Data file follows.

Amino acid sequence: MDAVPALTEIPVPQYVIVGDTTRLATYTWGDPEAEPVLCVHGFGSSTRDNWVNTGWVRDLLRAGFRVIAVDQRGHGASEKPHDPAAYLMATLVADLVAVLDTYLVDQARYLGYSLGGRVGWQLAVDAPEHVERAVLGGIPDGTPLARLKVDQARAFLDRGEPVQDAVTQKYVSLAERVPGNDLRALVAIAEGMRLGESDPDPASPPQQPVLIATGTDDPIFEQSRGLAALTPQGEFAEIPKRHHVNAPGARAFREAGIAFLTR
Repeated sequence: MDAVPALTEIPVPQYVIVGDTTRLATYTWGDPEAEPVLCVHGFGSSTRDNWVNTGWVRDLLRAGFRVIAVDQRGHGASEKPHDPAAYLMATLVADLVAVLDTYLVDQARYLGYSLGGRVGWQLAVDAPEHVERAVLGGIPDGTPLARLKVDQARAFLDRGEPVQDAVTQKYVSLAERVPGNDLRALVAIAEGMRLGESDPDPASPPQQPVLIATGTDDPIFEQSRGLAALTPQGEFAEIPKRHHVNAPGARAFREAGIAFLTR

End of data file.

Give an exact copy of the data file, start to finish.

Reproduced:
Amino acid sequence: MDAVPALTEIPVPQYVIVGDTTRLATYTWGDPEAEPVLCVHGFGSSTRDNWVNTGWVRDLLRAGFRVIAVDQRGHGASEKPHDPAAYLMATLVADLVAVLDTYLVDQARYLGYSLGGRVGWQLAVDAPEHVERAVLGGIPDGTPLARLKVDQARAFLDRGEPVQDAVTQKYVSLAERVPGNDLRALVAIAEGMRLGESDPDPASPPQQPVLIATGTDDPIFEQSRGLAALTPQGEFAEIPKRHHVNAPGARAFREAGIAFLTR
Repeated sequence: MDAVPALTEIPVPQYVIVGDTTRLATYTWGDPEAEPVLCVHGFGSSTRDNWVNTGWVRDLLRAGFRVIAVDQRGHGASEKPHDPAAYLMATLVADLVAVLDTYLVDQARYLGYSLGGRVGWQLAVDAPEHVERAVLGGIPDGTPLARLKVDQARAFLDRGEPVQDAVTQKYVSLAERVPGNDLRALVAIAEGMRLGESDPDPASPPQQPVLIATGTDDPIFEQSRGLAALTPQGEFAEIPKRHHVNAPGARAFREAGIAFLTR